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Comment: Re:High school level programming. (Score 1) 1086

by Shoeler (#40936281) Attached to: Ask Slashdot: How Many of You Actually Use Math?
I'm a programmer. Took three semesters of calculus, differential equations. I work at a government civilian engineer agency and I use math all day long and twice on Sunday. When I'm debugging the mass of data I have to use (mostly from computer models), I have to be able to do quick math in my head as well as translate that to something I can check my work with. It's not good enough to just write an algorithm that runs - it has to do exactly what it's supposed to.

I use statistics every day. My knowledge of statistics is hugely valuable when I'm in a discussion with a scientist or engineer and can suggest a different way to get at the data they want with a stats function, or understand why they want the R^2 value in a function.

If you can't do at least some of the math you have to program, you're not as useful as you can be. It's not insurmountable, but the guy that knows it will program circles around you, assuming the same level of programming efficacy.

Comment: People can get jail time, corporations can't... (Score 2) 334

by Shoeler (#37690850) Attached to: iPhone 4 Prototype Finder Gets Probation
Look - first off, the idiot screwed up. He never owned the device. Finders are NOT keepers, you deucebag. Be a man and try to find its owner instead of trying to profit.

However.

Realize that had another company done something like this, NO ONE GOES TO JAIL. Thomas Jefferson (who was kind of a big deal) showed quite a bit of distrust and disliking of them: "I hope we shall crush in its birth the aristocracy of our monied corporations which dare already to challenge our government to a trial by strength, and bid defiance to the laws of our country."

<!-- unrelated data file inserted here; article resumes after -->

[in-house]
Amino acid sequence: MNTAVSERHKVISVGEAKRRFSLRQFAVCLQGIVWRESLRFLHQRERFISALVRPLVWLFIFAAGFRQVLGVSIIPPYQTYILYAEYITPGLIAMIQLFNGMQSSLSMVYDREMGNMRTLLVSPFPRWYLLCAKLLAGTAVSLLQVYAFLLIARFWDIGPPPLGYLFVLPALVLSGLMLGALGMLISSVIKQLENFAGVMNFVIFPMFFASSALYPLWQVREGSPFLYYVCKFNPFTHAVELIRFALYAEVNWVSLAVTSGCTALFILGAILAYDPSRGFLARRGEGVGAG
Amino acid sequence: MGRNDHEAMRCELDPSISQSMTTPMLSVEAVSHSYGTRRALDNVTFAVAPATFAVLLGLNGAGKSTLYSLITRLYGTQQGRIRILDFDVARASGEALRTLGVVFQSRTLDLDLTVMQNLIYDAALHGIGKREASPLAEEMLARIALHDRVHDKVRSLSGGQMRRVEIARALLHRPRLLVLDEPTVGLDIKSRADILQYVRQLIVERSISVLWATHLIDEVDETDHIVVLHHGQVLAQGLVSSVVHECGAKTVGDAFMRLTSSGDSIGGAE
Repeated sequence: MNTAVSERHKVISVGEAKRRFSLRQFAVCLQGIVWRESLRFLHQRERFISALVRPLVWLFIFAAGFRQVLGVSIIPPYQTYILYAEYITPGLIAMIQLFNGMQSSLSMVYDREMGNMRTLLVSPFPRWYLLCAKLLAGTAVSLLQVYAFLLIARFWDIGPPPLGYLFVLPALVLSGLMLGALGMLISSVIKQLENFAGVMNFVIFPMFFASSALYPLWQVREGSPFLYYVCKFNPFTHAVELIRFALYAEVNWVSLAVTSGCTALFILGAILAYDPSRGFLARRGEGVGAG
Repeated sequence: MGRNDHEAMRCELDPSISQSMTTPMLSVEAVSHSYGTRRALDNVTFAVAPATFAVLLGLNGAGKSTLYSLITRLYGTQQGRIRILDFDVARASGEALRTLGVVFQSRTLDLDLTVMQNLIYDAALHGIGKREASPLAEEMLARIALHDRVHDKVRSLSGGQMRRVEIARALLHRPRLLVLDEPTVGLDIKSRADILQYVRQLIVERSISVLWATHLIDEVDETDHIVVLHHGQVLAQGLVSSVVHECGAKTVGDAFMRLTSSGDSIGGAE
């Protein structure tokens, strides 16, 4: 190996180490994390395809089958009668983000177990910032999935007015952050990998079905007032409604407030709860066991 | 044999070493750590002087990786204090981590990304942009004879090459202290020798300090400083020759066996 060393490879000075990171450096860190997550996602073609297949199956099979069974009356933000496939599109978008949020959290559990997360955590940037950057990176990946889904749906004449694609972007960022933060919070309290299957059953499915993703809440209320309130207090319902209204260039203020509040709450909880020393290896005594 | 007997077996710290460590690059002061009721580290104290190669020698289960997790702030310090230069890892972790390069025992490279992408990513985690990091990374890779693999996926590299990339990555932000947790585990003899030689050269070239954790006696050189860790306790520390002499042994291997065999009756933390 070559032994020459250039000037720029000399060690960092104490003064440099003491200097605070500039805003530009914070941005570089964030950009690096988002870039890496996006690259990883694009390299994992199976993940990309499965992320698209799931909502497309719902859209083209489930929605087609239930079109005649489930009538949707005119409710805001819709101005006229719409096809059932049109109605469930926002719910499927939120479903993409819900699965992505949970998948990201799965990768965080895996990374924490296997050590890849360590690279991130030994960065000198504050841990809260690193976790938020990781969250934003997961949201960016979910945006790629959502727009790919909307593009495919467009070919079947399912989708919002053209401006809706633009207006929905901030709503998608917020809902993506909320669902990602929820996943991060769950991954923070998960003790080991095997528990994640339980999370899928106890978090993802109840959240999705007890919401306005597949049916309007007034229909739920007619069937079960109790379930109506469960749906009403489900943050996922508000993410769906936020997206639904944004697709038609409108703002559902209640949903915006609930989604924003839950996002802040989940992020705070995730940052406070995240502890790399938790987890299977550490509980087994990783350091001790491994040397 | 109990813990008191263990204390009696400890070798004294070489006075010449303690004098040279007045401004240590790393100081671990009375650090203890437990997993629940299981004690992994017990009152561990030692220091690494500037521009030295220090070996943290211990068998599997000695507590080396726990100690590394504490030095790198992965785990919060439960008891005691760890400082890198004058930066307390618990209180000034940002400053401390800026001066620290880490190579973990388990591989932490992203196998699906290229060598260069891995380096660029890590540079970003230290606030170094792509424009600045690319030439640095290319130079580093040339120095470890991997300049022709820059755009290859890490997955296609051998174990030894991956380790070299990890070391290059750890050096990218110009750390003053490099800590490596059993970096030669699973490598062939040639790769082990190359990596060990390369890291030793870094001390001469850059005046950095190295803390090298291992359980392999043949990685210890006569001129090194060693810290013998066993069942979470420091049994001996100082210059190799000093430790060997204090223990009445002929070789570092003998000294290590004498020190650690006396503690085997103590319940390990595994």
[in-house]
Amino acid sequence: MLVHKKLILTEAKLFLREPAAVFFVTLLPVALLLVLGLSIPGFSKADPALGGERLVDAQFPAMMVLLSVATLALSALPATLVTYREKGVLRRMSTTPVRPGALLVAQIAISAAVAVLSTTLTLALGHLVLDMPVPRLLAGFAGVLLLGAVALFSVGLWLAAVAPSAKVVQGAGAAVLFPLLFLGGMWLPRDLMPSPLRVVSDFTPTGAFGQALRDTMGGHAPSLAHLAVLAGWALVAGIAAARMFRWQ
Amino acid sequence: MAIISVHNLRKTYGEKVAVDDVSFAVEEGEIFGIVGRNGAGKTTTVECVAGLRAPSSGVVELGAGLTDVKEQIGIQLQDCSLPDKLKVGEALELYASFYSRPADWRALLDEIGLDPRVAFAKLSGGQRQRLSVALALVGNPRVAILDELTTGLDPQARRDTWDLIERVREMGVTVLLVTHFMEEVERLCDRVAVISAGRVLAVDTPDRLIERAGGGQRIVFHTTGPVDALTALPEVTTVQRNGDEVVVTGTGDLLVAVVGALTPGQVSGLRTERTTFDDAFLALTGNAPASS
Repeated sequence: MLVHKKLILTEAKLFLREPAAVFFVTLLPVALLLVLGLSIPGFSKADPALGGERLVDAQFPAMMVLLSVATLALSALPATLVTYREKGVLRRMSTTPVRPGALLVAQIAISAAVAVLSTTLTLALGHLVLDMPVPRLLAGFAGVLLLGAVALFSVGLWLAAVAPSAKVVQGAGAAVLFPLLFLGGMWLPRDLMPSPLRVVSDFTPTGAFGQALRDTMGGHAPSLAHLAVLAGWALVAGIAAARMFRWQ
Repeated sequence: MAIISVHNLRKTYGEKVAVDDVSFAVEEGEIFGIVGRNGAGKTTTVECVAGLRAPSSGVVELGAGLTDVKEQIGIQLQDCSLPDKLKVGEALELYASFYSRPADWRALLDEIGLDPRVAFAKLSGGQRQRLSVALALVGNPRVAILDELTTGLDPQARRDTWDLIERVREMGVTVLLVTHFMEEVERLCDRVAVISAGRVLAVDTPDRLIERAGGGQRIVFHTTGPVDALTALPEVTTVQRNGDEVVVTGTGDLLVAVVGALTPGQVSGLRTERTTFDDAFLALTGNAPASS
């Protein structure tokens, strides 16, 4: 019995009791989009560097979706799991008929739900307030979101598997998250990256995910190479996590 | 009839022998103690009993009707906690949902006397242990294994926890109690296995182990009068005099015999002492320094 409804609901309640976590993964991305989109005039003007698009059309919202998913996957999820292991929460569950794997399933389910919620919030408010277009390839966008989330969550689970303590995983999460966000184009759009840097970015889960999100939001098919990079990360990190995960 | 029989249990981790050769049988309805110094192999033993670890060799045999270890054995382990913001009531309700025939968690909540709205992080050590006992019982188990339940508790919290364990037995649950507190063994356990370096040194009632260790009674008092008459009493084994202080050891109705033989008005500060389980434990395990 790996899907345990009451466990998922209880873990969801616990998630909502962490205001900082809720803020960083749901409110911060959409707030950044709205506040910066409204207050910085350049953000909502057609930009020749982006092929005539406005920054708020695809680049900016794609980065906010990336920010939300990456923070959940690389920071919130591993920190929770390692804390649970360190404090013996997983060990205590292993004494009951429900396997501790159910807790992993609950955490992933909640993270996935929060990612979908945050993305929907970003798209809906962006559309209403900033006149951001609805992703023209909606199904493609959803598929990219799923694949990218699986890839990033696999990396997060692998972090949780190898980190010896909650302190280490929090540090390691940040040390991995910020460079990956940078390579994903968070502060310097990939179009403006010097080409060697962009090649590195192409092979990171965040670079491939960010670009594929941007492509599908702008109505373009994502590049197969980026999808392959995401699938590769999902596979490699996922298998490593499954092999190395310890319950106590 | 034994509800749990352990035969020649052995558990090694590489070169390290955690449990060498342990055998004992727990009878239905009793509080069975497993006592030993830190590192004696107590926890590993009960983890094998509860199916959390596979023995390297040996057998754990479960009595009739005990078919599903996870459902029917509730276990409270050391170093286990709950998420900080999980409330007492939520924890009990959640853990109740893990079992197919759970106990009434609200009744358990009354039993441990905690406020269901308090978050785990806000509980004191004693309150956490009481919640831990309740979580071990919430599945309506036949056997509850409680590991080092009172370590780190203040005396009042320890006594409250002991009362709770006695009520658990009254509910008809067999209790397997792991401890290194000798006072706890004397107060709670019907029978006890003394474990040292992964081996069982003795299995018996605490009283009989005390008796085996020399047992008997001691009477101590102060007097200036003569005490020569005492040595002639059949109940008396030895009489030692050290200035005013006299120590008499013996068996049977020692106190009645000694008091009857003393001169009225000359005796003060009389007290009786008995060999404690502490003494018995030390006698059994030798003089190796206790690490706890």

Abraham Lincoln too (specific to banks):

"As a result of the war,
corporations have been enthroned and an era of corruption in high places
will follow, and the money power of the country will endeavor to prolong
its reign by working upon the prejudices of the people until all wealth
is aggregated in a few hands and the Republic is destroyed."

So as you're lobbing your scathing remarks at this stupid man, also realize that the company whose interests are being protected by this legal act would itself not be held to these same standards.

Comment: Virtualization != marginalization of skills... (Score 4, Interesting) 500

by Shoeler (#35356276) Attached to: The Decline and Fall of System Administration
This seems to me to be a philosophical question. Indeed, if the uptime and more importantly availability is higher by the purported crash and burn (taking liberties with the slash and burn deforestation technique) method, who is to say it is less useful or less valid? Indeed, to espouse skills over delivering for the client seems to be missing the point. It seems to be standing on some pedagogical imperative that knowledge is somehow of more value in the workplace than delivery.

Now - having said that - don't get me wrong. I have seen entirely too many *nix sysadmins (full disclosure: I got an RHCE in 2003) who don't know where the network config files are because they only know the GUI, and are hired by a team of people who have never logged into a *nix box. However, I think the ill that is most egregious is not that it sets some moral and ethical imperative fo fixing rather than reloading (or in this case, recovering from a VM image) a server, but the fact that it misses the point that there has been a dearth of qualified IT candidates since the dawn of our industry and that the fixes to this don't have to do with how we fix a server, but how we hire and more importantly who we hire. As is everything in IT, garbage in == garbage out.

Finally - I absolutely agree with the Infoworld argument. It assumes an unexpected failure within the server, not some external thing that needs to be diagnosed and fixed. If your app crashes because the SQL table isn't there on the SQL server you don't control, rebooting ain't going to do a hill of beans worth of good.

Comment: Re:wrong OS? (Score 4, Interesting) 1348

by Shoeler (#33931850) Attached to: Desktop Linux Is Dead
BSD's not dead of course - look only to the Mach kernel in OS X for verification.

If you want to see how a desktop UNIX-based os should do it right, look at OS X. Say what you will about Apple - I don't care, only own a mac and an iPod (I have a Droid X for my phone) - but they did the desktop RIGHT. It's easy to use, fairly intuitive (passes the grandma test, for the most part), and is oh so easy to support.